From friends to boyfriends: testing the limits of the Friendzone

From friends to boyfriends: testing the limits of the Friendzone

There is an unwritten law that seems to establish an unbreakable principle of human relations: lovers can be friends, but friends cannot be lovers .This rule has become so entrenched in our collective imagination that it can even be labelled with an English word: the friendzone , that is, the framework of relationships in which two people know each other so well without having been romantically involved that they will no longer have the opportunity to go out as a couple, have sex or let the relationship develop into more intimate settings.

Exporting a new concept: the ‘friendzone’

In fact, in another article we asked ourselves a similar (or perhaps opposite) question to today’s: can friendship exist between a man and a woman? That is, are we humans capable of having sincere friendship relationships with people of the opposite sex to whom we could potentially be attracted?

But, as far as today’s topic is concerned… to what extent does this friendzone rule exist and work? Are we really prone to an irremediable lack of romantic or sexual interest in the other person after some time has passed without anything having come up?

If this is true, no lover’s relationship could work if there was a time between the time these two people met and the point where they started dating for something else, but also, that would mean that if one of the two parties wanted to deepen their relationship with the other they would have a high probability of facing rejection .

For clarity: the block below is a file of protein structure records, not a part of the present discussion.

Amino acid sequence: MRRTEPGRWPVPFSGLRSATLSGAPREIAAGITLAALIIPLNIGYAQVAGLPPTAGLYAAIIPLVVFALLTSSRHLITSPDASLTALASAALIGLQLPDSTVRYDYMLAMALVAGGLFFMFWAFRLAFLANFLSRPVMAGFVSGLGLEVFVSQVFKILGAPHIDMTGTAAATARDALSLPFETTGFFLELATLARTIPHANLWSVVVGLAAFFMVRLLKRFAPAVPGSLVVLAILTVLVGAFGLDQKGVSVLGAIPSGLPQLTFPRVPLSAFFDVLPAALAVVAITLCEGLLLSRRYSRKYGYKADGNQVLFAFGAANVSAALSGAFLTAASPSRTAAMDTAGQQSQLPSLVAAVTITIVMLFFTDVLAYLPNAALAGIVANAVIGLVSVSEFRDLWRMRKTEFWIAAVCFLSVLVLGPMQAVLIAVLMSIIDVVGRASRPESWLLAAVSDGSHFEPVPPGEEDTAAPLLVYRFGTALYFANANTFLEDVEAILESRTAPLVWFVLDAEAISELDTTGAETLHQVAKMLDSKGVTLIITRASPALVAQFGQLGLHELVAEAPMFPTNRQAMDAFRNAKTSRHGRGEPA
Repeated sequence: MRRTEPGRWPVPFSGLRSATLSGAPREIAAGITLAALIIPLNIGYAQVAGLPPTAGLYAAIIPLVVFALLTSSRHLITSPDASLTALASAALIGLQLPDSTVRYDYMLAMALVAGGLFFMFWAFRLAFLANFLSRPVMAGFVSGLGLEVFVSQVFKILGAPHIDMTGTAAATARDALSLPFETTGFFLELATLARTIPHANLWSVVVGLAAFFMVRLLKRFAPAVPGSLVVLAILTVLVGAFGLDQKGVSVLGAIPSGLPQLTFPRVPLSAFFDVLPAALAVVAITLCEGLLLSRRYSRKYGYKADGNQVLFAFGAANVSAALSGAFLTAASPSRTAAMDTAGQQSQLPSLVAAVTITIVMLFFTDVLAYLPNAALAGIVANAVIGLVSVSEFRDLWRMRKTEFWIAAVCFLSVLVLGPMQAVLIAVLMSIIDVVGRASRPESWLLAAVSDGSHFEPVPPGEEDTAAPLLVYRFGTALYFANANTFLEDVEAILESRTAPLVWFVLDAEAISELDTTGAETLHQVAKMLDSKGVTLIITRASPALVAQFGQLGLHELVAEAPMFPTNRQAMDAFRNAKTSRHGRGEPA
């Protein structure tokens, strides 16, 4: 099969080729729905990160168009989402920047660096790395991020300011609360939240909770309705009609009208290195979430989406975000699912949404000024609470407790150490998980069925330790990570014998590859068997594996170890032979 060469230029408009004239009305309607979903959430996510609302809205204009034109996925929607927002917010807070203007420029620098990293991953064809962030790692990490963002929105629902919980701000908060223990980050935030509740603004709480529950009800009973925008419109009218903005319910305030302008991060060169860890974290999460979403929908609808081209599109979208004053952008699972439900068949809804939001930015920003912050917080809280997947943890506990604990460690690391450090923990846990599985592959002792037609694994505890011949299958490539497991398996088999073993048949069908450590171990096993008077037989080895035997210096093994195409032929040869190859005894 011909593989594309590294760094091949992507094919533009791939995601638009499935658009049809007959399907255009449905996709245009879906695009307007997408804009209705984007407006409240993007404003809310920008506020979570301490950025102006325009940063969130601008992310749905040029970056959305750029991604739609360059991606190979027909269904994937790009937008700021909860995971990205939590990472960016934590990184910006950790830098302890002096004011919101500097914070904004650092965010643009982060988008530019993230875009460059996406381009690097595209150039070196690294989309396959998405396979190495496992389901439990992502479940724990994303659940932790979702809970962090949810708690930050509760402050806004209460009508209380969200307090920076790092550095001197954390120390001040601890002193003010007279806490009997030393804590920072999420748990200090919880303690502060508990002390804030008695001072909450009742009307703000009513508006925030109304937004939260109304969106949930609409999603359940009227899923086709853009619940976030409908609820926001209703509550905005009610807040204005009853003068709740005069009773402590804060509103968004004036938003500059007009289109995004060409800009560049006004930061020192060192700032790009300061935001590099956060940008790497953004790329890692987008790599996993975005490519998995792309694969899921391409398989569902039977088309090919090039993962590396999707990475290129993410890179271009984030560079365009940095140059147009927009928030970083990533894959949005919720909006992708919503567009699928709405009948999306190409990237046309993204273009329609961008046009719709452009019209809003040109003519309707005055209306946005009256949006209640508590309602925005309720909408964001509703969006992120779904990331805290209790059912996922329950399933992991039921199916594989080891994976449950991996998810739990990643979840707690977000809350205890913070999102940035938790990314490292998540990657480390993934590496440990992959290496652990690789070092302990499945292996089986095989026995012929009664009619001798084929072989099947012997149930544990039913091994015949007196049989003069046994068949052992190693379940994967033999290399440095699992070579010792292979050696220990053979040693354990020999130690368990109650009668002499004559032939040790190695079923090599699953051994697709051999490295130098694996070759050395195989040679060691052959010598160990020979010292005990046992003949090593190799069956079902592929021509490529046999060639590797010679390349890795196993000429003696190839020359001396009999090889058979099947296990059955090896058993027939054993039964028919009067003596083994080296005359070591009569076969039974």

Is there any room for hope?

Apparently yes . Research whose results have been published in the journal Psychological Science seems to point to the fragility of the limits of friendzone. The team that carried out this study analysed the cases of 167 couples of lovers (whose members may or may not have been married). Specifically, they measured the time these couples had been dating, the period of time from when they met until they started dating, and the degree of attractiveness of each member of the couple. The latter could be measured by using a group of students as a jury to rate each person from 1 to 7.

Interestingly, the researchers detected a correlation between the disparity in the attractiveness of each member of the couple and the period of time between meeting and starting to date . Specifically, couples whose members were more similar in terms of attractiveness took less time to start dating, while in cases where one of the members was considerably more attractive than the other, the opposite occurred: it took longer to start a more intimate relationship.

The limit seemed to be about nine months between the time of the first conversations and the beginning of a relationship as lovers. On average, couples who had started dating before those nine months had a similar degree of attractiveness , and the opposite was true in the other cases.